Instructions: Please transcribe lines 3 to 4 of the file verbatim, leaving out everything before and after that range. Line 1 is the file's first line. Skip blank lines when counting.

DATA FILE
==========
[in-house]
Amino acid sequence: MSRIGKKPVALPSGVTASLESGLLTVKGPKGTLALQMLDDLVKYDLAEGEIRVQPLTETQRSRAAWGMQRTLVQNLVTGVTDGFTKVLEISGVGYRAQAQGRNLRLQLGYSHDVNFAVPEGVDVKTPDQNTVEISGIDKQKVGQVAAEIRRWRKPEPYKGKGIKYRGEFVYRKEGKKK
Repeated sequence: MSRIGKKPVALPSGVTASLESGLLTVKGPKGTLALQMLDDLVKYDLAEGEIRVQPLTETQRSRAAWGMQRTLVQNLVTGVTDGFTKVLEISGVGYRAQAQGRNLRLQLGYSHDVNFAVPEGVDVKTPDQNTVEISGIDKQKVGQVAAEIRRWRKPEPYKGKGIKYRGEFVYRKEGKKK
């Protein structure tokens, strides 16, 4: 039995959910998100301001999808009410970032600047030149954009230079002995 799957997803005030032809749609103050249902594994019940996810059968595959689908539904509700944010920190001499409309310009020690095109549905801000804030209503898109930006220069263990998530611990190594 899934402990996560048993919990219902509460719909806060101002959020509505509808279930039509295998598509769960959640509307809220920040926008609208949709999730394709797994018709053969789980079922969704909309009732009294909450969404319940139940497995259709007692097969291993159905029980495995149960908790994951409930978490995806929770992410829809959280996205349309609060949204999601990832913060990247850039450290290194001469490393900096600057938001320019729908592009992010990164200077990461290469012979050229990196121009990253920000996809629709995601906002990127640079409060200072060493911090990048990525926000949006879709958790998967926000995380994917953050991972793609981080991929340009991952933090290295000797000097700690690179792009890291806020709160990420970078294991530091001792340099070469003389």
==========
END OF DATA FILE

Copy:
Repeated sequence: MSRIGKKPVALPSGVTASLESGLLTVKGPKGTLALQMLDDLVKYDLAEGEIRVQPLTETQRSRAAWGMQRTLVQNLVTGVTDGFTKVLEISGVGYRAQAQGRNLRLQLGYSHDVNFAVPEGVDVKTPDQNTVEISGIDKQKVGQVAAEIRRWRKPEPYKGKGIKYRGEFVYRKEGKKK
């Protein structure tokens, strides 16, 4: 039995959910998100301001999808009410970032600047030149954009230079002995 799957997803005030032809749609103050249902594994019940996810059968595959689908539904509700944010920190001499409309310009020690095109549905801000804030209503898109930006220069263990998530611990190594 899934402990996560048993919990219902509460719909806060101002959020509505509808279930039509295998598509769960959640509307809220920040926008609208949709999730394709797994018709053969789980079922969704909309009732009294909450969404319940139940497995259709007692097969291993159905029980495995149960908790994951409930978490995806929770992410829809959280996205349309609060949204999601990832913060990247850039450290290194001469490393900096600057938001320019729908592009992010990164200077990461290469012979050229990196121009990253920000996809629709995601906002990127640079409060200072060493911090990048990525926000949006879709958790998967926000995380994917953050991972793609981080991929340009991952933090290295000797000097700690690179792009890291806020709160990420970078294991530091001792340099070469003389």